Satellites Show Impact of USAID Investments in Tigray, Ethiopia
Analysis by Ashutosh Limaye, NASA/SERVIR; text by Chris Hillbruner and Kiersten Johnson, USAID Bureau for Resilience and Food Security
In Tigray, Ethiopia, the production of rain-fed crops and livestock are important livelihoods, with more than 80 percent of the population engaged in agriculture. However, land holdings are small, soil is degraded, and the eastern part of the region regularly experiences drought. For the past 15 years, USAID’s Office of Food for Peace has supported community-level resilience-building activities in eastern Tigray, including the construction of water management infrastructure, through the Government of Ethiopia-led Productive Safety Net Program (PSNP). A local partner, the Relief Society of Tigray (REST) has implemented these programs for over a decade. A recent analysis used 34 years of satellite data (1984-2018) to explore changes in land productivity and water availability associated with the construction of this infrastructure at 36 sites in eastern Tigray. Key findings of this analysis include the following:
1. Project sites show increased water availability throughout the year
High-resolution satellite imagery suggests that vegetation conditions changed following water infrastructure interventions (Figure 1). To explore this change more systematically, researchers used the Normalized Difference Vegetation Index (NDVI), a satellite-derived measure of vegetative greenness and a proxy for water availability and land productivity. NDVI has been regularly collected over Ethiopia since the early 1980s and is therefore much more available than high resolution satellite imagery for historical analyses. A comparison of project-site NDVI before and after the construction of water infrastructure indicated an average increase in greenness of 15 percent. Increased greenness was found throughout the year, in both dry (Oct-Mar) and wet (Apr-Sep) seasons (Figure 2).
2. Increased water availability persists in drought years
Not only did greenness improve on average following the implementation of water management interventions, this improvement remained even during drought years. This finding is illustrated by Figure 3. The hatched green bar reflects the average level of greenness at project sites for all years prior to interventions, the solid green bar reflects the average level of greenness at project sites for all years after interventions. The hatched yellow bar reflects the average level of greenness at project sites for drought years prior to interventions and the solid yellow bar reflects the average level of greenness at project sites for all drought years after interventions.Figure 2: Year-round increased greenness (NDVI) at all sites post-intervention compared to pre-intervention. Source: NASA Figure 3: Average greenness at project sites before the intervention (gray), post intervention (green), and in post-intervention drought years (orange). Source: NASA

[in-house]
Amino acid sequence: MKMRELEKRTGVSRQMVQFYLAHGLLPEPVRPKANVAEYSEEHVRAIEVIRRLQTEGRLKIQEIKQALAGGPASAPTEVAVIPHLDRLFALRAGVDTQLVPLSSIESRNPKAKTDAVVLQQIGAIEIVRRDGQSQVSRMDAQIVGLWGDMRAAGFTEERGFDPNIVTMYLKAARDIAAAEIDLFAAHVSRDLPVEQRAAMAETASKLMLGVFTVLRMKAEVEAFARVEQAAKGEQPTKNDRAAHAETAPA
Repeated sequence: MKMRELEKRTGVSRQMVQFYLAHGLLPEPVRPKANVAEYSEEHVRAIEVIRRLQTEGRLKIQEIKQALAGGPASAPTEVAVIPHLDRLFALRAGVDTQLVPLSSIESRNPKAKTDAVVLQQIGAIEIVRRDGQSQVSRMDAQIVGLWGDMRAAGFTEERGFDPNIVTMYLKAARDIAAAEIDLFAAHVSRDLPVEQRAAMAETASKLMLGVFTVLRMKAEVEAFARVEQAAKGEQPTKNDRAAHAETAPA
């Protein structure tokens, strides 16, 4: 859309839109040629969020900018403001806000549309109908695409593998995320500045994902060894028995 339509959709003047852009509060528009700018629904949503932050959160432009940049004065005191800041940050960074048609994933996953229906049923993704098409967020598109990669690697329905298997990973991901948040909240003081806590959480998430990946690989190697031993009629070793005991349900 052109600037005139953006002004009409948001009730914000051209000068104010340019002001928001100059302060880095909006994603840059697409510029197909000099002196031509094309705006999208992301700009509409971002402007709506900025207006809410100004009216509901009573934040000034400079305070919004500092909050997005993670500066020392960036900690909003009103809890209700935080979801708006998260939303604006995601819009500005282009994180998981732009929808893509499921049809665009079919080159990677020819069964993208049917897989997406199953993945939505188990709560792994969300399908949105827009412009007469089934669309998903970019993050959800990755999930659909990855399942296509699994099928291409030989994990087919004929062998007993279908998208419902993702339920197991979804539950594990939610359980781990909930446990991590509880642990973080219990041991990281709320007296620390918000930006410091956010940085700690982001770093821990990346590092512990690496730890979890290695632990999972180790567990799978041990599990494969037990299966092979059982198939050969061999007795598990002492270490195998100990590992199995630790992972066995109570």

3. In most sites, water infrastructure interventions likely strengthened resilience by improving water access during the main cropping season
The graphs in Figure 4 show average annual NDVI curves at three sites with water-related interventions. NDVI curves reflect the level of vegetation over a one year period, with higher values reflecting higher levels of vegetation. The average NDVI observed during the years prior to the intervention is plotted in red, while the average NDVI for the years after the intervention is plotted in blue.
In Tigray, the main rainy season, the Kiremt, occurs from June to September. Main season, or Meher, harvests then occur from October to January. In 25 of 36 study sites, average peak NDVI was higher after the construction of water infrastructure than before these interventions. As an example, see the circled area in charts 3 and 6 in Figure 4. These findings suggest that the construction of water infrastructure likely strengthened the resilience of farmers in these areas by improving water access during the region’s main cropping season, increasing crop yields.Figure 4: Annual NDVI curves from several sites in Tigray suggest an expanded main cropping season (3, 6) or second seasons (10). Source: NASA
4. In some areas, water infrastructure interventions have also strengthened resilience by allowing for a second crop to be planted
The dry season in Tigray typically runs from October to February/March, and crops are not typically planted during this period. However, in roughly one-third of project sites, the post-intervention pattern of greenness suggests that farm households had begun planting a second season of crops. As an example, see the circled areas of chart 10 in Figure 4. This additional crop production may contribute to household resilience by smoothing production and consumption over the course of the year, allowing these households to better withstand shocks and stresses.